What ever works for you.
--
pyotr
Go not to the Net for answers, for it will tell you Yes and no. And
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Gunner Asch wrote:

Ooh! Good idea! I've got a baseball-style work cap that has three LEDs mounted in the bill. They put out more than sufficient light for close work and can be turned on and off by squeezing the switch on the bill itself.
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wrote:
<Huge Snip - I ignore posts over150 lines, that's Political Diatribe territory>

The main point of this whole falderal is... You need a lot of light to do fine work. But when you're working off a car alternator and deep cycle batteries you need the absolute Most Bang For Your Buck - or in this case the Most Lumens for your Watt.
Doing /anything/ with an inverter kicking the power up to 120V is a huge loss, because then the fixture has to convert it yet again to get where the electricity is going.
12V RV Fluorescents are better, but for the best efficiency you need to run the lights at their native voltage - and with LED's that's in the 2V to 6V range DC. You simply have to regulate the current and/or voltage to them.
He tried a LED Dome Light and it wasn't enough? Get a more efficient LED fixture, a more focused one like one of the new fancy swivel-mount PAR36-style LED Work Lights from Truck-Lite, or more of them.
Or get some high-power 3W or 5W Luxeon LED's, and a big hunk of heat-sink extrusion to mount them on - or they'll pop in seconds.
Switch the lights in stages so you can turn them down as needed - when your bald spot starts to burn, that's a clue. ;-P
Inverters are wonderful for power tools and the like if you have the whole chain - Oversized alternator, diode isolator, dual batteries with a Deep Cycle for the secondary power, heavy cabling, and the inverter big enough for the job.
Bonus Points for an idle kick solenoid, or the ECU Computer having enough smarts to kick the idle when the battery starts fading. (I don't think they do that normally - pity.)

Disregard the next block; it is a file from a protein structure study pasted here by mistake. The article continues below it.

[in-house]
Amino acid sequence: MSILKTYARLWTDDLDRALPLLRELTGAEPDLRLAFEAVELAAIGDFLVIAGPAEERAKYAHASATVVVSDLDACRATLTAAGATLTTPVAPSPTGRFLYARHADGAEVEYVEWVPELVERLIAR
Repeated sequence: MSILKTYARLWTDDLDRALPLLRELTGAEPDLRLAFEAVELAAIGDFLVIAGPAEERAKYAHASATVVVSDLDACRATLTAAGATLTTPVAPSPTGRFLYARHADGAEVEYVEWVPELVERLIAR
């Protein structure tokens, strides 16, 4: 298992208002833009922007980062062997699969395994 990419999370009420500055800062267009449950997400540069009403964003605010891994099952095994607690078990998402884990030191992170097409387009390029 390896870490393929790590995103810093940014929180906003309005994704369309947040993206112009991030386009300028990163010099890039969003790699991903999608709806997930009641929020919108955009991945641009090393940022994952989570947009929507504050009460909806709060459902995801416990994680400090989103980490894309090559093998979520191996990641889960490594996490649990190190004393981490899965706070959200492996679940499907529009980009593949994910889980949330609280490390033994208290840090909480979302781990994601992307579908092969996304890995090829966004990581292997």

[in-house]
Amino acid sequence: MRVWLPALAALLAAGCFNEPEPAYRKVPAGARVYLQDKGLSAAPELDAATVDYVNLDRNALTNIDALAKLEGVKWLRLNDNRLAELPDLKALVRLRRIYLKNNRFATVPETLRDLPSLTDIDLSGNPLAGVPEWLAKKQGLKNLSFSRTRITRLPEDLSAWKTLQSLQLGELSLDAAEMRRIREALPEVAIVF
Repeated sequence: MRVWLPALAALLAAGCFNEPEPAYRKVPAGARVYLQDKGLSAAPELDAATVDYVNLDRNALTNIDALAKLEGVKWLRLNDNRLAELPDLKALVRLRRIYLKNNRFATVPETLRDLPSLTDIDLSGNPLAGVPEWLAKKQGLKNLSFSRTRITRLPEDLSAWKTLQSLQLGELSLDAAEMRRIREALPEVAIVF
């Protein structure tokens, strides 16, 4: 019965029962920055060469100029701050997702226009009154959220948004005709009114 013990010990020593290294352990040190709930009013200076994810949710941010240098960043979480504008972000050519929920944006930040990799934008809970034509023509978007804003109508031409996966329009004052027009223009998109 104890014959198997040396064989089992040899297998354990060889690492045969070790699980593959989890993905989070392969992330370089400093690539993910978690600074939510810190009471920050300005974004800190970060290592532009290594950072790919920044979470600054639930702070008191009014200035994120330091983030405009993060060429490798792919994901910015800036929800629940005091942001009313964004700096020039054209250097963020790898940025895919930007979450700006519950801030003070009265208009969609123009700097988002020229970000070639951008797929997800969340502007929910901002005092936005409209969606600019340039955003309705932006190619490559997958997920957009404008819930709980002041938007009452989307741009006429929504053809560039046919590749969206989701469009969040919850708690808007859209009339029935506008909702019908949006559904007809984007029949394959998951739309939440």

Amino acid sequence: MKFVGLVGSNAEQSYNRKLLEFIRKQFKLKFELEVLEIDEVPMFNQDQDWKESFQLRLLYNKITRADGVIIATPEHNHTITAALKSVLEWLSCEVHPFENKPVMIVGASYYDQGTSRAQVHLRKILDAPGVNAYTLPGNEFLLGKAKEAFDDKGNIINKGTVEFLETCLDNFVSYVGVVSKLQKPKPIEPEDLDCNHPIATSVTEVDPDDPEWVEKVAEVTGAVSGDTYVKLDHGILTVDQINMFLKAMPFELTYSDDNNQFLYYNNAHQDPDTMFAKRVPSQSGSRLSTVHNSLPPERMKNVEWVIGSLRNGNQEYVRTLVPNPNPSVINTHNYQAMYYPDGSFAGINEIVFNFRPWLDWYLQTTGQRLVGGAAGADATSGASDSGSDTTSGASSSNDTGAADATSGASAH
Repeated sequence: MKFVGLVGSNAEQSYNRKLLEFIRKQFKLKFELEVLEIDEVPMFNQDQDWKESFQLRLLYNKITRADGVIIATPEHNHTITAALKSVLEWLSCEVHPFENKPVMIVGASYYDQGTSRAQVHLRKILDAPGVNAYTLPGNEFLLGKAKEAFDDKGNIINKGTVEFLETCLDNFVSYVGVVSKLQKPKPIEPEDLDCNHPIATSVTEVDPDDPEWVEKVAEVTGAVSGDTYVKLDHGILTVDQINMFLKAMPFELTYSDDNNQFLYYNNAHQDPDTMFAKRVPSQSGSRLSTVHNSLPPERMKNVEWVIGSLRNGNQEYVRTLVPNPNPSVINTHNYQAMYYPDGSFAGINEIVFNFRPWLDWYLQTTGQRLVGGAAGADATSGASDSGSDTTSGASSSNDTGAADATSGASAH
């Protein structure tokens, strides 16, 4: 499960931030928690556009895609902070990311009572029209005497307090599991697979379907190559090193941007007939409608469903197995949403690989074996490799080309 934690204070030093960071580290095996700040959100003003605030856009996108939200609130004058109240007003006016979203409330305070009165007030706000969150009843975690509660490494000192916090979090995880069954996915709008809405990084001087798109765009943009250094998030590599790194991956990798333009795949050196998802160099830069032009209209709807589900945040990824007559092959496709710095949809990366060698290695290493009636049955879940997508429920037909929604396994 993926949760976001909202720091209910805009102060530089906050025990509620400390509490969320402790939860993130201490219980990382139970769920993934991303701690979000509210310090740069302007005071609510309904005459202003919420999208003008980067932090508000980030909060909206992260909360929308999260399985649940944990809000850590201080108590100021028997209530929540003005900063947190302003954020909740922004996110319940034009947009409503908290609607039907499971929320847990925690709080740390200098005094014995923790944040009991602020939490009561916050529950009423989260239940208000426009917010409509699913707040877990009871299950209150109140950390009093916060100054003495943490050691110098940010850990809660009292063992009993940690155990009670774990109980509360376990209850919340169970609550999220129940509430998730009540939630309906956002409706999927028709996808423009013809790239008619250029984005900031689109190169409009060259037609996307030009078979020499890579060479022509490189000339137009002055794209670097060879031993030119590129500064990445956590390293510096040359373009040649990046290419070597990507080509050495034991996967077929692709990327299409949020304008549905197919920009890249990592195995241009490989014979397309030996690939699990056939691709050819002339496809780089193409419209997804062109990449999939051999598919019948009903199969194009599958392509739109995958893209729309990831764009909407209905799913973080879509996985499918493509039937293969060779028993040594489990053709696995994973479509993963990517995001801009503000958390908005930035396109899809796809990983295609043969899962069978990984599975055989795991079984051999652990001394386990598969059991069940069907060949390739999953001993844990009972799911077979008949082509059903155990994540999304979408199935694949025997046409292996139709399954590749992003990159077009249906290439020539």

Charging power tool batteries, get the 12V charger - they all have them, DeWalt's works wonderfully. Though I need to hard-wire it, too much juice for the replacement lighter plug. (The factory lighter plug for it got crunched in the door...)
And you do NOT run lighting loads or long-term things like a heater or refrigerator off an inverter - get 12V lights, a 12V RV Furnace and a gas fridge and mount a Propane bottle.

Shoulda trimmed off the base of the Adrians, at least the ones on the street-side - too much wasted space at the back that you can't get to. Been there, Dig the fall-offs out of the bottom every so often.
On the curb-side you can line the back of the shelves and van wall with paneling, get at it through the side doors, and have a safe place to stash sheet metal, glass, plastic goods and broken-down boxes.
Oh, and if the OP's or your van doesn't have them, make door liners for the side and rear doors out of paneling - Crap WILL fall in there - or worse, a helpful person will try to store stuff in the doors... And either jam the locks (shut, naturally) or just rattle around while driving and drive you bat-shit insane. DAMHIKT. X100.
--<< Bruce >>--
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On Sat, 19 Nov 2011 08:25:17 -0500, "Stormin Mormon"

This is inside a running and drivable van with a 12V system? You certainly aren't going to get much usable power out of a couple of Dry Cells, and they get expensive if you burn through a set every few days.
If you have to have a portable power source, go get a loose BCI Group 24DC (90 AH) or 27DC (105 AH) Deep Cycle RV/Trolling Motor battery and a plastic Trolling Motor battery box that has an accessory power socket - check at West Marine or a boat store. And a small hand-truck to cart it around - lead is heavy.
And you need a small 120V battery charger you can plug in at home.